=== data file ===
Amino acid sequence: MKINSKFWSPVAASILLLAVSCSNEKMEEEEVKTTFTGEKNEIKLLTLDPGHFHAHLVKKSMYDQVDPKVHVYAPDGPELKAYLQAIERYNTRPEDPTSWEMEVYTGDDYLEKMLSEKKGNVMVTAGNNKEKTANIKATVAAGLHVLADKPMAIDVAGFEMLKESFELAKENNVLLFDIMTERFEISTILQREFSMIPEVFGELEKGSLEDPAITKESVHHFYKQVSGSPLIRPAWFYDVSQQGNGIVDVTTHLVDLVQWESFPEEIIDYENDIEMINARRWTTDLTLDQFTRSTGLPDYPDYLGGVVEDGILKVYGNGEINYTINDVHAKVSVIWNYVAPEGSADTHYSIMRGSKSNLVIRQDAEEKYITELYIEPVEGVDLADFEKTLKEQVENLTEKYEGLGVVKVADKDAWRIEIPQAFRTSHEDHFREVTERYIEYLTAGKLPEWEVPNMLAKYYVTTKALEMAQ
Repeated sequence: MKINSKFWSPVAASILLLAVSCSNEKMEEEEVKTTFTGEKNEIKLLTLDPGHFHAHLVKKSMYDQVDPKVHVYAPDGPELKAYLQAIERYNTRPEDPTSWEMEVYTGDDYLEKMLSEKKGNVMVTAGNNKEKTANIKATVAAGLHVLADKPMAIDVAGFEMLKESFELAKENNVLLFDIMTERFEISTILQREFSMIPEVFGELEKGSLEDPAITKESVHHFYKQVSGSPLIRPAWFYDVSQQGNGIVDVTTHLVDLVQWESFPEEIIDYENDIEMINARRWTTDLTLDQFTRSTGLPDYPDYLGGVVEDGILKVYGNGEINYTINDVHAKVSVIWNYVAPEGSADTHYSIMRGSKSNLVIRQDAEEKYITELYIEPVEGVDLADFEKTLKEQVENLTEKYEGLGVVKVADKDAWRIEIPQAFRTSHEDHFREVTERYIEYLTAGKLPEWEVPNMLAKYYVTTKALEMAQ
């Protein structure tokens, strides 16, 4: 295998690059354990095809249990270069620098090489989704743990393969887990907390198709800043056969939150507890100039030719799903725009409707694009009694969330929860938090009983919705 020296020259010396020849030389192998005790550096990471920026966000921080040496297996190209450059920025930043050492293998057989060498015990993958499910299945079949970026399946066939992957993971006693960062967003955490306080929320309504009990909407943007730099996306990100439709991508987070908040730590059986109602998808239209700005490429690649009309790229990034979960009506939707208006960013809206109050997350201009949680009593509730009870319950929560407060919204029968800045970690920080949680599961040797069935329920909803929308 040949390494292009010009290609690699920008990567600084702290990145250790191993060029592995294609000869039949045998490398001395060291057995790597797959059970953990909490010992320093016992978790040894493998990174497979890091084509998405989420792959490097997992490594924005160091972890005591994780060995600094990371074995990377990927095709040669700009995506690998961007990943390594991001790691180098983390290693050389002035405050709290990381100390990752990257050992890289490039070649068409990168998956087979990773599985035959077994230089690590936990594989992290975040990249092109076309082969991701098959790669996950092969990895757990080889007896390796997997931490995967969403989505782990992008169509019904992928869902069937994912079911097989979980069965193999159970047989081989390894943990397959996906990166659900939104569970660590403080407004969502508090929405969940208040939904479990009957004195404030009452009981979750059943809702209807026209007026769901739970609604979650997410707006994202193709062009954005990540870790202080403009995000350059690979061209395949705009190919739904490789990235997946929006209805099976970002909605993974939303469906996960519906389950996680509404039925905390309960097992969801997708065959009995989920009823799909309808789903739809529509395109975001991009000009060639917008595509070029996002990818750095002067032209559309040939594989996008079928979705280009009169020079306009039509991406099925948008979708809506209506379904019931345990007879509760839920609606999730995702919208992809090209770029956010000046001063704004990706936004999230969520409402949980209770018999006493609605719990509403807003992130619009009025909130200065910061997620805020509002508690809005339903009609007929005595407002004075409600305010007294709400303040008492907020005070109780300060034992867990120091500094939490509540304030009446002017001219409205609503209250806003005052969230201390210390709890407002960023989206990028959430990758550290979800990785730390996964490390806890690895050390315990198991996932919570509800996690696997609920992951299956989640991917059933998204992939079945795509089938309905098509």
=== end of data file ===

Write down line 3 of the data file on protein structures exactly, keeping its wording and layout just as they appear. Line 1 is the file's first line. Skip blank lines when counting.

């Protein structure tokens, strides 16, 4: 295998690059354990095809249990270069620098090489989704743990393969887990907390198709800043056969939150507890100039030719799903725009409707694009009694969330929860938090009983919705 020296020259010396020849030389192998005790550096990471920026966000921080040496297996190209450059920025930043050492293998057989060498015990993958499910299945079949970026399946066939992957993971006693960062967003955490306080929320309504009990909407943007730099996306990100439709991508987070908040730590059986109602998808239209700005490429690649009309790229990034979960009506939707208006960013809206109050997350201009949680009593509730009870319950929560407060919204029968800045970690920080949680599961040797069935329920909803929308 040949390494292009010009290609690699920008990567600084702290990145250790191993060029592995294609000869039949045998490398001395060291057995790597797959059970953990909490010992320093016992978790040894493998990174497979890091084509998405989420792959490097997992490594924005160091972890005591994780060995600094990371074995990377990927095709040669700009995506690998961007990943390594991001790691180098983390290693050389002035405050709290990381100390990752990257050992890289490039070649068409990168998956087979990773599985035959077994230089690590936990594989992290975040990249092109076309082969991701098959790669996950092969990895757990080889007896390796997997931490995967969403989505782990992008169509019904992928869902069937994912079911097989979980069965193999159970047989081989390894943990397959996906990166659900939104569970660590403080407004969502508090929405969940208040939904479990009957004195404030009452009981979750059943809702209807026209007026769901739970609604979650997410707006994202193709062009954005990540870790202080403009995000350059690979061209395949705009190919739904490789990235997946929006209805099976970002909605993974939303469906996960519906389950996680509404039925905390309960097992969801997708065959009995989920009823799909309808789903739809529509395109975001991009000009060639917008595509070029996002990818750095002067032209559309040939594989996008079928979705280009009169020079306009039509991406099925948008979708809506209506379904019931345990007879509760839920609606999730995702919208992809090209770029956010000046001063704004990706936004999230969520409402949980209770018999006493609605719990509403807003992130619009009025909130200065910061997620805020509002508690809005339903009609007929005595407002004075409600305010007294709400303040008492907020005070109780300060034992867990120091500094939490509540304030009446002017001219409205609503209250806003005052969230201390210390709890407002960023989206990028959430990758550290979800990785730390996964490390806890690895050390315990198991996932919570509800996690696997609920992951299956989640991917059933998204992939079945795509089938309905098509």